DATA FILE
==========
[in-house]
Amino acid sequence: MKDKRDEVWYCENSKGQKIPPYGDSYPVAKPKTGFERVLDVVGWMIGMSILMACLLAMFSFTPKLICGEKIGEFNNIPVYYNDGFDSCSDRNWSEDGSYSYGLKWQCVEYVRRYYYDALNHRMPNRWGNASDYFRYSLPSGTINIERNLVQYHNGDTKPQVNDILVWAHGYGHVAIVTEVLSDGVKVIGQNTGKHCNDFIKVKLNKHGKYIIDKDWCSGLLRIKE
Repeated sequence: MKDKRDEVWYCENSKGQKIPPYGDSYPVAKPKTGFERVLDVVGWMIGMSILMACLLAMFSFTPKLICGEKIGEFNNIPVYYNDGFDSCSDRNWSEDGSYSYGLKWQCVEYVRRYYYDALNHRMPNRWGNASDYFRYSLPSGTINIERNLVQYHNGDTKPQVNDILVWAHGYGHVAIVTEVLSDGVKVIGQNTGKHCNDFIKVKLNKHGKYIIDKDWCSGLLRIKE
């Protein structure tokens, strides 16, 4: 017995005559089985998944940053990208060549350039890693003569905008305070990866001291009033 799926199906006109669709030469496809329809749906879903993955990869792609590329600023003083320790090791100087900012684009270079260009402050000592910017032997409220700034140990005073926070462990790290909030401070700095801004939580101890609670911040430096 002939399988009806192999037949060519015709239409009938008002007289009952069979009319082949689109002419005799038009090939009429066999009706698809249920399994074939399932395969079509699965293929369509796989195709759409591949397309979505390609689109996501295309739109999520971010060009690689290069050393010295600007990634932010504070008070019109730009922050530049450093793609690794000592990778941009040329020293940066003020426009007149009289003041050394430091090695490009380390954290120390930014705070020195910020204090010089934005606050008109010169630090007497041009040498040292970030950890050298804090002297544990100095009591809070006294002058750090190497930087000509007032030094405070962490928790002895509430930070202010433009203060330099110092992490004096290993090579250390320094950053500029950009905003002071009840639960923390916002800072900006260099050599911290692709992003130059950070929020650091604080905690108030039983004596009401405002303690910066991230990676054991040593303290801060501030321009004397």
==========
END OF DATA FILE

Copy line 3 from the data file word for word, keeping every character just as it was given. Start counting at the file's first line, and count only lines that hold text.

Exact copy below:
Repeated sequence: MKDKRDEVWYCENSKGQKIPPYGDSYPVAKPKTGFERVLDVVGWMIGMSILMACLLAMFSFTPKLICGEKIGEFNNIPVYYNDGFDSCSDRNWSEDGSYSYGLKWQCVEYVRRYYYDALNHRMPNRWGNASDYFRYSLPSGTINIERNLVQYHNGDTKPQVNDILVWAHGYGHVAIVTEVLSDGVKVIGQNTGKHCNDFIKVKLNKHGKYIIDKDWCSGLLRIKE